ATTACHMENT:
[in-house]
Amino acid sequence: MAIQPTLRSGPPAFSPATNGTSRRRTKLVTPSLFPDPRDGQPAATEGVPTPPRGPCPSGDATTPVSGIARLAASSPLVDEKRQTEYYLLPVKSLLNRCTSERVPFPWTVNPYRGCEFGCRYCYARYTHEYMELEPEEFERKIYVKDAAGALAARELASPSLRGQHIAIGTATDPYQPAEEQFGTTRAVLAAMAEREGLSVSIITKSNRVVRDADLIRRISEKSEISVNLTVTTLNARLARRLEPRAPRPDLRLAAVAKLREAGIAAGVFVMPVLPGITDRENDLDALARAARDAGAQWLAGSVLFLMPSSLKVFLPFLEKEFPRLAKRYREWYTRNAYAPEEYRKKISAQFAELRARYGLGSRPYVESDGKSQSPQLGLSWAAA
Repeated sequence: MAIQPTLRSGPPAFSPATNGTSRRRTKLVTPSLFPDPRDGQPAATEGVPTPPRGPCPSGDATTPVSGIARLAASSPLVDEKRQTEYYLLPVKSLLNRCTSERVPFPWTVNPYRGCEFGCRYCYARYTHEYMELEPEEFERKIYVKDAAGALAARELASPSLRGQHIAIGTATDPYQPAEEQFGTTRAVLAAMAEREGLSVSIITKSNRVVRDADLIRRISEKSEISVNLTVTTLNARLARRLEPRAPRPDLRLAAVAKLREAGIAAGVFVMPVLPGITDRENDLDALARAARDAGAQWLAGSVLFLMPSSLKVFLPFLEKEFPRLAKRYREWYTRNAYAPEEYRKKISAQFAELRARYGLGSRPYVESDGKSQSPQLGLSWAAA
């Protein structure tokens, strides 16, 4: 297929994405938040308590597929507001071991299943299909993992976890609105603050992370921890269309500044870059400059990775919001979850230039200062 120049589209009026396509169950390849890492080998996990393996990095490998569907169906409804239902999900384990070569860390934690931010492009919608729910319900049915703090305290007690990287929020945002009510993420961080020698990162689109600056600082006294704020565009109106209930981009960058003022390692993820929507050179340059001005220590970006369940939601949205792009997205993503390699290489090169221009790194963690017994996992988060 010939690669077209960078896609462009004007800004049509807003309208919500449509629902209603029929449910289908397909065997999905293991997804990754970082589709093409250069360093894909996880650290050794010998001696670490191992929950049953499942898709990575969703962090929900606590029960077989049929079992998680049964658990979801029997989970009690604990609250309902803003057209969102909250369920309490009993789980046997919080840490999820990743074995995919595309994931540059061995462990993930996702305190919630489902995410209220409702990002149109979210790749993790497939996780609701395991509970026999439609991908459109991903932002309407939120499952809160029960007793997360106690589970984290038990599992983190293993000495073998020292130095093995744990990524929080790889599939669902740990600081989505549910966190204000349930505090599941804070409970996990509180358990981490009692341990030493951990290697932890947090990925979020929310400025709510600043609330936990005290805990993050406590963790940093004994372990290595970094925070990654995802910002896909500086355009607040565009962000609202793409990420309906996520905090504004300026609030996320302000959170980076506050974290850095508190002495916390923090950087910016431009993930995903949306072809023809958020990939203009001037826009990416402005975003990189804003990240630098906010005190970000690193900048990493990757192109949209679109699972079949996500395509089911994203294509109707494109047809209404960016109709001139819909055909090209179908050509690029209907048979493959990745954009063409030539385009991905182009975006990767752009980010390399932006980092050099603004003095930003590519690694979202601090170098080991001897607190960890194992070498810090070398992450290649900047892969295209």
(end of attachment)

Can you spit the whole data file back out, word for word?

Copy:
[in-house]
Amino acid sequence: MAIQPTLRSGPPAFSPATNGTSRRRTKLVTPSLFPDPRDGQPAATEGVPTPPRGPCPSGDATTPVSGIARLAASSPLVDEKRQTEYYLLPVKSLLNRCTSERVPFPWTVNPYRGCEFGCRYCYARYTHEYMELEPEEFERKIYVKDAAGALAARELASPSLRGQHIAIGTATDPYQPAEEQFGTTRAVLAAMAEREGLSVSIITKSNRVVRDADLIRRISEKSEISVNLTVTTLNARLARRLEPRAPRPDLRLAAVAKLREAGIAAGVFVMPVLPGITDRENDLDALARAARDAGAQWLAGSVLFLMPSSLKVFLPFLEKEFPRLAKRYREWYTRNAYAPEEYRKKISAQFAELRARYGLGSRPYVESDGKSQSPQLGLSWAAA
Repeated sequence: MAIQPTLRSGPPAFSPATNGTSRRRTKLVTPSLFPDPRDGQPAATEGVPTPPRGPCPSGDATTPVSGIARLAASSPLVDEKRQTEYYLLPVKSLLNRCTSERVPFPWTVNPYRGCEFGCRYCYARYTHEYMELEPEEFERKIYVKDAAGALAARELASPSLRGQHIAIGTATDPYQPAEEQFGTTRAVLAAMAEREGLSVSIITKSNRVVRDADLIRRISEKSEISVNLTVTTLNARLARRLEPRAPRPDLRLAAVAKLREAGIAAGVFVMPVLPGITDRENDLDALARAARDAGAQWLAGSVLFLMPSSLKVFLPFLEKEFPRLAKRYREWYTRNAYAPEEYRKKISAQFAELRARYGLGSRPYVESDGKSQSPQLGLSWAAA
């Protein structure tokens, strides 16, 4: 297929994405938040308590597929507001071991299943299909993992976890609105603050992370921890269309500044870059400059990775919001979850230039200062 120049589209009026396509169950390849890492080998996990393996990095490998569907169906409804239902999900384990070569860390934690931010492009919608729910319900049915703090305290007690990287929020945002009510993420961080020698990162689109600056600082006294704020565009109106209930981009960058003022390692993820929507050179340059001005220590970006369940939601949205792009997205993503390699290489090169221009790194963690017994996992988060 010939690669077209960078896609462009004007800004049509807003309208919500449509629902209603029929449910289908397909065997999905293991997804990754970082589709093409250069360093894909996880650290050794010998001696670490191992929950049953499942898709990575969703962090929900606590029960077989049929079992998680049964658990979801029997989970009690604990609250309902803003057209969102909250369920309490009993789980046997919080840490999820990743074995995919595309994931540059061995462990993930996702305190919630489902995410209220409702990002149109979210790749993790497939996780609701395991509970026999439609991908459109991903932002309407939120499952809160029960007793997360106690589970984290038990599992983190293993000495073998020292130095093995744990990524929080790889599939669902740990600081989505549910966190204000349930505090599941804070409970996990509180358990981490009692341990030493951990290697932890947090990925979020929310400025709510600043609330936990005290805990993050406590963790940093004994372990290595970094925070990654995802910002896909500086355009607040565009962000609202793409990420309906996520905090504004300026609030996320302000959170980076506050974290850095508190002495916390923090950087910016431009993930995903949306072809023809958020990939203009001037826009990416402005975003990189804003990240630098906010005190970000690193900048990493990757192109949209679109699972079949996500395509089911994203294509109707494109047809209404960016109709001139819909055909090209179908050509690029209907048979493959990745954009063409030539385009991905182009975006990767752009980010390399932006980092050099603004003095930003590519690694979202601090170098080991001897607190960890194992070498810090070398992450290649900047892969295209």